Cordite is a nitrocellulose-based propellant, just a very early formulation of it. It used a a pretty high proportion of nitroglycerine mixed with the nitrocellulose.
Original Cordite was more nitroglycerine than nitrocellulose:
58% NG, 37% NC, 5% mineral jelly (think Vaseline, mean to cool the flame.)
Cordite MD reversed the ratio,
30% NG, 65% NC, 5% mineral jelly. Still pretty erosive but that and Enfield rifling got the British through two World Wars and a lot of small nasty stuff. Although they did use a lot of Zed ammuntion with straight nitrocellulose from the US and other allies.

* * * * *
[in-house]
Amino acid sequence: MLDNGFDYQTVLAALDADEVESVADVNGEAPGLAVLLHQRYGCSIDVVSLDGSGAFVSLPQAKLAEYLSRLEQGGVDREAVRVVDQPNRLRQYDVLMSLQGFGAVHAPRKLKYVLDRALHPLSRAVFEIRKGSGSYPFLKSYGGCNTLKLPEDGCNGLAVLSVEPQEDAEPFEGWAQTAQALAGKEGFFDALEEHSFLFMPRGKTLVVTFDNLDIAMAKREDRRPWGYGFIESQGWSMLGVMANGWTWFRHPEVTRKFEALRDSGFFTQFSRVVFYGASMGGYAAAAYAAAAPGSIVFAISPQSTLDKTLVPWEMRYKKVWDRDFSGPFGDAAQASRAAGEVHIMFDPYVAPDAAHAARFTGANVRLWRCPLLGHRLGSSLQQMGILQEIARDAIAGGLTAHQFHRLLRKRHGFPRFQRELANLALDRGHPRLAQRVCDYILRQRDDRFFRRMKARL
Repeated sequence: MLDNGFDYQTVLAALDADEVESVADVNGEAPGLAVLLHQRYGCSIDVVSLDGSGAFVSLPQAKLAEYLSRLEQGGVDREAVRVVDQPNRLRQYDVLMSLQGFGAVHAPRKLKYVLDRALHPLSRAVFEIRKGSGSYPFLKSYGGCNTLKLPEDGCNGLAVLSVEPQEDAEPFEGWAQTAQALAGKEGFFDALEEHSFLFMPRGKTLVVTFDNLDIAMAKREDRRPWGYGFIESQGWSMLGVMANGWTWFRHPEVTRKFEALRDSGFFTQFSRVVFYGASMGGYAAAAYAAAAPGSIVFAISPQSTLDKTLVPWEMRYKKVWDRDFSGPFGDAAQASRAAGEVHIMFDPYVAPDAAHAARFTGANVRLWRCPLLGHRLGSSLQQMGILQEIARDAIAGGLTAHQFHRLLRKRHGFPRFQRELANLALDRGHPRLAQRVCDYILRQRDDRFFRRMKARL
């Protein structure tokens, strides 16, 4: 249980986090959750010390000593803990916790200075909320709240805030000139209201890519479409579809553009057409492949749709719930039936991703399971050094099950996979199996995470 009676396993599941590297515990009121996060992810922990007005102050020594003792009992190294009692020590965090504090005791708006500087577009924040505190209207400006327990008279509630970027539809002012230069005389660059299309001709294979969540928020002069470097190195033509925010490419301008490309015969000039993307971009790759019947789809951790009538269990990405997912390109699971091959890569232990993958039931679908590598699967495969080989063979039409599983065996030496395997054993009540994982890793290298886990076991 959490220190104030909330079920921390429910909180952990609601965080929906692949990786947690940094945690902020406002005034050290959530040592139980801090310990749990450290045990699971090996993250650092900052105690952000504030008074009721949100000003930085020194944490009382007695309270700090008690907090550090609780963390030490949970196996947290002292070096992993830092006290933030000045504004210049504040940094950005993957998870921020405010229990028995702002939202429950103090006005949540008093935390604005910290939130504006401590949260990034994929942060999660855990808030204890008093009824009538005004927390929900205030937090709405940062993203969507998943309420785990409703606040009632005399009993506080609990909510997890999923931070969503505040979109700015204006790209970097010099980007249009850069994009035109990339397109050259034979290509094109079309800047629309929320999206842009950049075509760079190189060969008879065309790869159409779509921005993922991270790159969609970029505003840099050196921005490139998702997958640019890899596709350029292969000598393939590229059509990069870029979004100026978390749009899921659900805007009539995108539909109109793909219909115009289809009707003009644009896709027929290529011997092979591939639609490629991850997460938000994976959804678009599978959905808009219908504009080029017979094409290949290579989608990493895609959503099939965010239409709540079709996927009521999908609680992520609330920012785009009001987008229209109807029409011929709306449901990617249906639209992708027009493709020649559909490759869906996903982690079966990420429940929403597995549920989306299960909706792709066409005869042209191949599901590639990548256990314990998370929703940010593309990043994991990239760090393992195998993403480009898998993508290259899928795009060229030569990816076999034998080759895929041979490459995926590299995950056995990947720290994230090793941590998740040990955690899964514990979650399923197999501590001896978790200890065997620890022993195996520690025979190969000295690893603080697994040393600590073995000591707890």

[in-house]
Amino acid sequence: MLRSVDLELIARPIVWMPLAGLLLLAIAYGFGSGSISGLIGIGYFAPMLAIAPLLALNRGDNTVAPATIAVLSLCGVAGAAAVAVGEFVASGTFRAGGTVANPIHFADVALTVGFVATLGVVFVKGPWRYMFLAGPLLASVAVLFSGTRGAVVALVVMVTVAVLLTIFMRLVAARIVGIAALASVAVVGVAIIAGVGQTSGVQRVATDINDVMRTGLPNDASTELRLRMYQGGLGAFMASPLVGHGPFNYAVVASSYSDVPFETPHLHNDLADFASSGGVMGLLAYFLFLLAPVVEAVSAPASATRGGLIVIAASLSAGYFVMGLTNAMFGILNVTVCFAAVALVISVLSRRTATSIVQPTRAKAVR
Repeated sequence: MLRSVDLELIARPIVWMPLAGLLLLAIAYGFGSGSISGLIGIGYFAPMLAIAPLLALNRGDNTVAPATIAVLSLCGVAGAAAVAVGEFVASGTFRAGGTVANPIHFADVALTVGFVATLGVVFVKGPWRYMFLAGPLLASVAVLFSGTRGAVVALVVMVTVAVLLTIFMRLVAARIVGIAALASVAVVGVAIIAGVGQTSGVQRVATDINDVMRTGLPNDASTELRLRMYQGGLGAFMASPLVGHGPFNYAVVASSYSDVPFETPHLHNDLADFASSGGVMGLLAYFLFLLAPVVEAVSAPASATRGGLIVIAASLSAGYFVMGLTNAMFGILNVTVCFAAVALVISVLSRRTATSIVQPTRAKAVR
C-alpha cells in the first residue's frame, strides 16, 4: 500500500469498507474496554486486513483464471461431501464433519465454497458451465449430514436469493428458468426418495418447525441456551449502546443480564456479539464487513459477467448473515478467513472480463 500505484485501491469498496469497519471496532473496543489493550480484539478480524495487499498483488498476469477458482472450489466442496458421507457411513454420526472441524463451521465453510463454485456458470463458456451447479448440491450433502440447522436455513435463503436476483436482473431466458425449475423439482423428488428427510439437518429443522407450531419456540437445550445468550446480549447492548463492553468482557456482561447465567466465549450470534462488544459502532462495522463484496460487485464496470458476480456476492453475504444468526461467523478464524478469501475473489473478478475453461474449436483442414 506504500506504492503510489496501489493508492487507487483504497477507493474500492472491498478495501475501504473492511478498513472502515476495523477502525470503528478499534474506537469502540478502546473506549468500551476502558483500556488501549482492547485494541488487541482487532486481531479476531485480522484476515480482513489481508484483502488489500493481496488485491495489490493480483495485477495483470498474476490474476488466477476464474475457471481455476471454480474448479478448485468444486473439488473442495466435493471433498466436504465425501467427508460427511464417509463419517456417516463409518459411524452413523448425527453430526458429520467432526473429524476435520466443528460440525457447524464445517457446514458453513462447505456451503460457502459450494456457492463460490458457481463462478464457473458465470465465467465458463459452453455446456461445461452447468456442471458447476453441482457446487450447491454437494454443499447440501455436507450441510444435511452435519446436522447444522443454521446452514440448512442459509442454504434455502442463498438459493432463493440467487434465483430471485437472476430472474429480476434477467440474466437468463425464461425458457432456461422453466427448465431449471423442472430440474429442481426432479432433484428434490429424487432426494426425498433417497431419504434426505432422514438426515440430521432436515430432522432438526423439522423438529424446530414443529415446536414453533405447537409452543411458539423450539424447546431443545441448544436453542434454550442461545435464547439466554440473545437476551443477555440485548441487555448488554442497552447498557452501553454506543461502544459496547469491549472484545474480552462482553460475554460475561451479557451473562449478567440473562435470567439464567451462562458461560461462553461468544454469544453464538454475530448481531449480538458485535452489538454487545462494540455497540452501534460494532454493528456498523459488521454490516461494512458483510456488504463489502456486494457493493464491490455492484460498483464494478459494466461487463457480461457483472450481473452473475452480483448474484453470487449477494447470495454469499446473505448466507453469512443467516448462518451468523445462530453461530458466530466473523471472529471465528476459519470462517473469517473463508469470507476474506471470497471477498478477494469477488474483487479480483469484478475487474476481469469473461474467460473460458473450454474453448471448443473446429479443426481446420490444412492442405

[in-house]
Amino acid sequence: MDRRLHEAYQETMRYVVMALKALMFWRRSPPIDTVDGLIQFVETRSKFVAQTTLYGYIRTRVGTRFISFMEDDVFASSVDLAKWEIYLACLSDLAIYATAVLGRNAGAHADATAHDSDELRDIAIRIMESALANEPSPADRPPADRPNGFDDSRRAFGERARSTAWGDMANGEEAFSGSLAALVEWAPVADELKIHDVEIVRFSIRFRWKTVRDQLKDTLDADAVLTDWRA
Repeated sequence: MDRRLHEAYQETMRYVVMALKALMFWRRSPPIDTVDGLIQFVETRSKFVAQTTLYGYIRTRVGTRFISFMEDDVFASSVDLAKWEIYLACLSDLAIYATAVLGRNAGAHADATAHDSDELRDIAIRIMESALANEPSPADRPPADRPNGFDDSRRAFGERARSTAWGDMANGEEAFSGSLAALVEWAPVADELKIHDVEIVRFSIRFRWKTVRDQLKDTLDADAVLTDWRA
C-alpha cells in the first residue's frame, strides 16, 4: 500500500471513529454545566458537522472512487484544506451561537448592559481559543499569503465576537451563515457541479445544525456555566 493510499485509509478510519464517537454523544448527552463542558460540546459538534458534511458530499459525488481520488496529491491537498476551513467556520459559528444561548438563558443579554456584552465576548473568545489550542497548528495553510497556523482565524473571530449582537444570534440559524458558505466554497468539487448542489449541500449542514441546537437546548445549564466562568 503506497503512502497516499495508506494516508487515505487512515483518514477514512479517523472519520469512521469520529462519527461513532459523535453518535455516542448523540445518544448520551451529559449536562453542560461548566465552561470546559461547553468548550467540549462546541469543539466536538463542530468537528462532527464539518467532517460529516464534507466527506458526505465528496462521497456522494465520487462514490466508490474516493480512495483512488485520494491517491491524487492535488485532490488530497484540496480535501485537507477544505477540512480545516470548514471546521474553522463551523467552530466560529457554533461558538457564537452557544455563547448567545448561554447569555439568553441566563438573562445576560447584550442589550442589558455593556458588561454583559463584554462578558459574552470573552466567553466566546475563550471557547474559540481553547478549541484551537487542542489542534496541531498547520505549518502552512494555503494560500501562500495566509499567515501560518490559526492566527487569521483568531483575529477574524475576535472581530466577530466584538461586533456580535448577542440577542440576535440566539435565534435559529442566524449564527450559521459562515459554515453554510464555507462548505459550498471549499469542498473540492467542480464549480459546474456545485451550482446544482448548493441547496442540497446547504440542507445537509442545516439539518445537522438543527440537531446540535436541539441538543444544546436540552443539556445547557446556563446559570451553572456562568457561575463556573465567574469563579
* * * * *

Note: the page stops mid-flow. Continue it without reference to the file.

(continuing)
Elmer Keith described a 500 Nitro express whose right barrel showed erosion from shooting many critters with Cordite ammunition. The left barrel hardly any because it seldom took a second shot.
Bullseye is the highest nitroglycerine American powder, I think 40%, but is only used in small doses for pistol ammo. One of the Good Old Boys said he and Bubba got one of the old cubical cans to go high order with a blasting cap and eradicated a stump. But I haven't seen it.
The famous (or infamous) Hi-Vel No 2 was 15% NG. A typical ball process powder is around 10% NG.